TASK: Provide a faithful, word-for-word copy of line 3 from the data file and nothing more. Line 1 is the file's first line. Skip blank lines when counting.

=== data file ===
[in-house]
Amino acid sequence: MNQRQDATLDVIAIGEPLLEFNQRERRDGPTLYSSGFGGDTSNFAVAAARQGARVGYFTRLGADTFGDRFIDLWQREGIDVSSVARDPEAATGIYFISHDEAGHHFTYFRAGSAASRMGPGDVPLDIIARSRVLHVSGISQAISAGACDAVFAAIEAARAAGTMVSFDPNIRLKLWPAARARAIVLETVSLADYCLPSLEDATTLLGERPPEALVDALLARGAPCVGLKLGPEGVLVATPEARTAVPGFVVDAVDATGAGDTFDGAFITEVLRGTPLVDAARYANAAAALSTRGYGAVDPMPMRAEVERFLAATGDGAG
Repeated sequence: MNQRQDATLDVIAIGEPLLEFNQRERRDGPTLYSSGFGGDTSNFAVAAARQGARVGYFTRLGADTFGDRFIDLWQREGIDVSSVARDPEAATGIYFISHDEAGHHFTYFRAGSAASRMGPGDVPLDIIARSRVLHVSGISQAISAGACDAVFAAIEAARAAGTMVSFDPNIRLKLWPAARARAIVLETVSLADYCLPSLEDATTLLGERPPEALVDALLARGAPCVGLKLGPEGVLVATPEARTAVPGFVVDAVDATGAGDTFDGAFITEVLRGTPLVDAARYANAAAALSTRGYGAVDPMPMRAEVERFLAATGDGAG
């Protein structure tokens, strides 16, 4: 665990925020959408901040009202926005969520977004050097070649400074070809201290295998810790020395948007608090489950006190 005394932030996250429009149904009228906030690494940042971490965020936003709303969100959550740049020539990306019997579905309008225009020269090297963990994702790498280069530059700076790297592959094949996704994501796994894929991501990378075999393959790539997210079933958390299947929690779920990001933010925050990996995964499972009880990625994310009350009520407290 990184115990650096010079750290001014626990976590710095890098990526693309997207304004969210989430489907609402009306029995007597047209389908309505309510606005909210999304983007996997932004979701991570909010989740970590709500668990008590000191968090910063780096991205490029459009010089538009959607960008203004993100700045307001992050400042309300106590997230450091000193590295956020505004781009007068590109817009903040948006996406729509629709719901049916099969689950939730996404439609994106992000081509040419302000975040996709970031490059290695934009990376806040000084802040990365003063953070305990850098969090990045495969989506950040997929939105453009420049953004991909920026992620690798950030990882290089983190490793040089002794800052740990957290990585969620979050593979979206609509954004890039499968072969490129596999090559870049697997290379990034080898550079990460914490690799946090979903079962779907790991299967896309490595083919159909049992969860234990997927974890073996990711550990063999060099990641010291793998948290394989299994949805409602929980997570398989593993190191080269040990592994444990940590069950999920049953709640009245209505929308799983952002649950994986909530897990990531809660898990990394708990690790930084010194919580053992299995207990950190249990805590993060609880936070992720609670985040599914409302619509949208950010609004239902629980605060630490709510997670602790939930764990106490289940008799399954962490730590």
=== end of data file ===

Repeated sequence: MNQRQDATLDVIAIGEPLLEFNQRERRDGPTLYSSGFGGDTSNFAVAAARQGARVGYFTRLGADTFGDRFIDLWQREGIDVSSVARDPEAATGIYFISHDEAGHHFTYFRAGSAASRMGPGDVPLDIIARSRVLHVSGISQAISAGACDAVFAAIEAARAAGTMVSFDPNIRLKLWPAARARAIVLETVSLADYCLPSLEDATTLLGERPPEALVDALLARGAPCVGLKLGPEGVLVATPEARTAVPGFVVDAVDATGAGDTFDGAFITEVLRGTPLVDAARYANAAAALSTRGYGAVDPMPMRAEVERFLAATGDGAG